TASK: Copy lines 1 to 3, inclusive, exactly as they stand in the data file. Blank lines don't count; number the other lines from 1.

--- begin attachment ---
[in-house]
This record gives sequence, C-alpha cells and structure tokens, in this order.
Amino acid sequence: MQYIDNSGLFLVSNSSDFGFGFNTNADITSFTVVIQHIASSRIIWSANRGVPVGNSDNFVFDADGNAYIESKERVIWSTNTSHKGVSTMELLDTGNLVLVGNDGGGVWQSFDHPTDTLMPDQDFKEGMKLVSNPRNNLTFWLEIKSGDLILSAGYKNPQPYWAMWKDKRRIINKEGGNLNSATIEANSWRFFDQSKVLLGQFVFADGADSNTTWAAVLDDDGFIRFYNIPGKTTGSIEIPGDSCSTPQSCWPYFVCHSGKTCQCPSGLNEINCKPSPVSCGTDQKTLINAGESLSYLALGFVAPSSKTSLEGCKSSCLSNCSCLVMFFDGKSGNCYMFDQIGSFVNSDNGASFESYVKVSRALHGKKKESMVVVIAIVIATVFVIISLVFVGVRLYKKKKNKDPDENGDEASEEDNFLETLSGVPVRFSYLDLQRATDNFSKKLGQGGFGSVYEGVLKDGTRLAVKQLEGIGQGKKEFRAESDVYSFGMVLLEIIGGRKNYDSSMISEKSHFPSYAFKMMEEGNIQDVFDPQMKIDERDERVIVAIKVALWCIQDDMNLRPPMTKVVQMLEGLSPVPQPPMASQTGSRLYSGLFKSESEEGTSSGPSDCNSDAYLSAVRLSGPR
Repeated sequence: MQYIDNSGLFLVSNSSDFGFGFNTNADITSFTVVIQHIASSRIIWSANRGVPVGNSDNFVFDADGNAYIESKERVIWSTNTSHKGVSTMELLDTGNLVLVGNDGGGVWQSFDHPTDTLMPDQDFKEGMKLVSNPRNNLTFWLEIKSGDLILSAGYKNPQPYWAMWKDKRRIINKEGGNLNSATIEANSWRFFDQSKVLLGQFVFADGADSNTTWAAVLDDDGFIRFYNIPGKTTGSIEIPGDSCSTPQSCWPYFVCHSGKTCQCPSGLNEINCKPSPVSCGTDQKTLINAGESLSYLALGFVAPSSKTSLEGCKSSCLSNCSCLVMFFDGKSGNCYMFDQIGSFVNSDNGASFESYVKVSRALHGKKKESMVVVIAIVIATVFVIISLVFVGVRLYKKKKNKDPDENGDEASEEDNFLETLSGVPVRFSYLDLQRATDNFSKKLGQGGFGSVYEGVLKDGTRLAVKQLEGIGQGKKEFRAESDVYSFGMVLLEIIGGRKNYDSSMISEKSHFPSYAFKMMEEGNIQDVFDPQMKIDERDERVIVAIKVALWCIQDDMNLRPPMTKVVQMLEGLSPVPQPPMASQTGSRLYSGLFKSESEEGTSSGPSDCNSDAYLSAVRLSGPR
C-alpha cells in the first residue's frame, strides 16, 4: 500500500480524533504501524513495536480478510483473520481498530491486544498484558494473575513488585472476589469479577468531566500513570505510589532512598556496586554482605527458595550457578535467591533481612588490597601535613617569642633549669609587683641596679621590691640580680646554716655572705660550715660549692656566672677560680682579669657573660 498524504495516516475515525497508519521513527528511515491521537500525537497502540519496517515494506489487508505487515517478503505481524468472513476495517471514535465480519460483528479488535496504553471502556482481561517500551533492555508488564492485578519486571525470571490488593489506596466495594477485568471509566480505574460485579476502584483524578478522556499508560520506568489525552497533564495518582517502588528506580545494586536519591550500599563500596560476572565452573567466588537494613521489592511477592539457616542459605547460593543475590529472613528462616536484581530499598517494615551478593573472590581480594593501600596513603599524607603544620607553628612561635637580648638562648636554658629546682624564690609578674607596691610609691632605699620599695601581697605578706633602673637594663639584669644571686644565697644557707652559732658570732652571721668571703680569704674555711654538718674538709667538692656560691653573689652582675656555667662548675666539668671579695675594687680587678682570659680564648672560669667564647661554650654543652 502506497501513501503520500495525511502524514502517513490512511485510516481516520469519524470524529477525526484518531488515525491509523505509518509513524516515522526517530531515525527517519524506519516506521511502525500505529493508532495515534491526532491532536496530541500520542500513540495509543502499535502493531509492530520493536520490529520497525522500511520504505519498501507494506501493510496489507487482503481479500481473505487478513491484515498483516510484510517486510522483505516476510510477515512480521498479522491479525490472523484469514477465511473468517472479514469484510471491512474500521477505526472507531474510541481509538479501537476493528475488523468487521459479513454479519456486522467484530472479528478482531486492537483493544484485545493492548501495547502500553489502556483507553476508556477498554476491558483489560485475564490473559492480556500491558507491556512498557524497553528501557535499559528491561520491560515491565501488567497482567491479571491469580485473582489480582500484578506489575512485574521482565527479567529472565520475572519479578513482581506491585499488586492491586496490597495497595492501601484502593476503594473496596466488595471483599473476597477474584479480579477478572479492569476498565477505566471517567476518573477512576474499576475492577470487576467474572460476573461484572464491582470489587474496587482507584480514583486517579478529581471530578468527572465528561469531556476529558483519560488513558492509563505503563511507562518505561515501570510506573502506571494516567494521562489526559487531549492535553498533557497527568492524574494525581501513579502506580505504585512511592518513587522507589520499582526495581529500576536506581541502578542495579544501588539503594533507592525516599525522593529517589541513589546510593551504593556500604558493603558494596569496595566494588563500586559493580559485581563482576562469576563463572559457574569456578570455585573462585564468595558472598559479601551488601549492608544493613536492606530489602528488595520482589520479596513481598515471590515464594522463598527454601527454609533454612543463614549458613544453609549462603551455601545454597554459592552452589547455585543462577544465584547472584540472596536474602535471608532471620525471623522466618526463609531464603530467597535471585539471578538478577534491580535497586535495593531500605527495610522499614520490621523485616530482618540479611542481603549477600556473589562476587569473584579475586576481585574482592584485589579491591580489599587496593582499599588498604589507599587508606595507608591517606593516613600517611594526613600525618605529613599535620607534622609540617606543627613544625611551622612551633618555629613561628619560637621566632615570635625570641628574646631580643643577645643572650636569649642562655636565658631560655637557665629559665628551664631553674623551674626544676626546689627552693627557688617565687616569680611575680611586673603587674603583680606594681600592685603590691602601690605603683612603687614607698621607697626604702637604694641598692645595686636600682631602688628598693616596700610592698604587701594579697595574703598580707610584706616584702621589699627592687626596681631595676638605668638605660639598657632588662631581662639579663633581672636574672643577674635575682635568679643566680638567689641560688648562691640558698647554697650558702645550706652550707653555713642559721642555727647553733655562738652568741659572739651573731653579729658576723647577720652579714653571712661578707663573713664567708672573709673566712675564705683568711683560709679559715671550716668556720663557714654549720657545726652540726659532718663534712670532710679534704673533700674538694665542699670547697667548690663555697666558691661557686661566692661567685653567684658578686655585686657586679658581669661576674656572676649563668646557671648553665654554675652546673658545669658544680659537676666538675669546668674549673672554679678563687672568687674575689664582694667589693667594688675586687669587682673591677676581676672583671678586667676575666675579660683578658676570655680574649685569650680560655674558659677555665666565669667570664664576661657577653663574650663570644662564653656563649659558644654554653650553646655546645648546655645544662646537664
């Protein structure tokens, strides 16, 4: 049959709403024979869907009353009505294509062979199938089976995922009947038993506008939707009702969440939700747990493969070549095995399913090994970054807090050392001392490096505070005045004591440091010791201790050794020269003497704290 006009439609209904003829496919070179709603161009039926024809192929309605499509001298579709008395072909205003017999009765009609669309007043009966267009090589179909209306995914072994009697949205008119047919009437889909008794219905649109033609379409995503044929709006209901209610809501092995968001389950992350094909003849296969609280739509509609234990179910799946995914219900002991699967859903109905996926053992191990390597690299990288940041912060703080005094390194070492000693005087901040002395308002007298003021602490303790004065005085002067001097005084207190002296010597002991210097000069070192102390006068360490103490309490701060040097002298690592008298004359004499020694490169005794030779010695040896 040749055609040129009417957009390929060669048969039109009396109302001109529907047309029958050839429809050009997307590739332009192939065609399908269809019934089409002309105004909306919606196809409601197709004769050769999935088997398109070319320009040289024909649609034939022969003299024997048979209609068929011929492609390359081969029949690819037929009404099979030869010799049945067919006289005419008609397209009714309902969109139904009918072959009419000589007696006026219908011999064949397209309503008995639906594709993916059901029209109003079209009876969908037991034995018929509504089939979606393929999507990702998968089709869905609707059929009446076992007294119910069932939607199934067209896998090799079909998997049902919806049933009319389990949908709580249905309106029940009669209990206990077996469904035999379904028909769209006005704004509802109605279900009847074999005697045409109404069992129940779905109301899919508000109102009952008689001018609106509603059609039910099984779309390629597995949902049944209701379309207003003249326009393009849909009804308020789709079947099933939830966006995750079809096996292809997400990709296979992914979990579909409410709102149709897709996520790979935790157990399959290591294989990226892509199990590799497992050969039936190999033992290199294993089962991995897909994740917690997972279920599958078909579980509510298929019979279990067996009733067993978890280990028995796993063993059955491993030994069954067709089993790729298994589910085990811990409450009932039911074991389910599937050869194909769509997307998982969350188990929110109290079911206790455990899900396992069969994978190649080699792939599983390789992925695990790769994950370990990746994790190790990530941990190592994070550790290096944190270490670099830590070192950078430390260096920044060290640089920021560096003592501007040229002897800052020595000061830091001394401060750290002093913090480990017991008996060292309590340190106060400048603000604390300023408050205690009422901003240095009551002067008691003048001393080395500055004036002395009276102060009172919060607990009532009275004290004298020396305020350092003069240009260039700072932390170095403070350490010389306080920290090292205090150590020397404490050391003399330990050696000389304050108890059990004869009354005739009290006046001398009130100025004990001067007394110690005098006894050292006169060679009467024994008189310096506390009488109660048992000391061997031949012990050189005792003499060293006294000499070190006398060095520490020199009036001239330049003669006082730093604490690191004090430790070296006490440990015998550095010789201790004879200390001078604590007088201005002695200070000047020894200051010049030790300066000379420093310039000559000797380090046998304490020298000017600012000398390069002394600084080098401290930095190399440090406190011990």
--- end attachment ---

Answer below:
[in-house]
This record gives sequence, C-alpha cells and structure tokens, in this order.
Amino acid sequence: MQYIDNSGLFLVSNSSDFGFGFNTNADITSFTVVIQHIASSRIIWSANRGVPVGNSDNFVFDADGNAYIESKERVIWSTNTSHKGVSTMELLDTGNLVLVGNDGGGVWQSFDHPTDTLMPDQDFKEGMKLVSNPRNNLTFWLEIKSGDLILSAGYKNPQPYWAMWKDKRRIINKEGGNLNSATIEANSWRFFDQSKVLLGQFVFADGADSNTTWAAVLDDDGFIRFYNIPGKTTGSIEIPGDSCSTPQSCWPYFVCHSGKTCQCPSGLNEINCKPSPVSCGTDQKTLINAGESLSYLALGFVAPSSKTSLEGCKSSCLSNCSCLVMFFDGKSGNCYMFDQIGSFVNSDNGASFESYVKVSRALHGKKKESMVVVIAIVIATVFVIISLVFVGVRLYKKKKNKDPDENGDEASEEDNFLETLSGVPVRFSYLDLQRATDNFSKKLGQGGFGSVYEGVLKDGTRLAVKQLEGIGQGKKEFRAESDVYSFGMVLLEIIGGRKNYDSSMISEKSHFPSYAFKMMEEGNIQDVFDPQMKIDERDERVIVAIKVALWCIQDDMNLRPPMTKVVQMLEGLSPVPQPPMASQTGSRLYSGLFKSESEEGTSSGPSDCNSDAYLSAVRLSGPR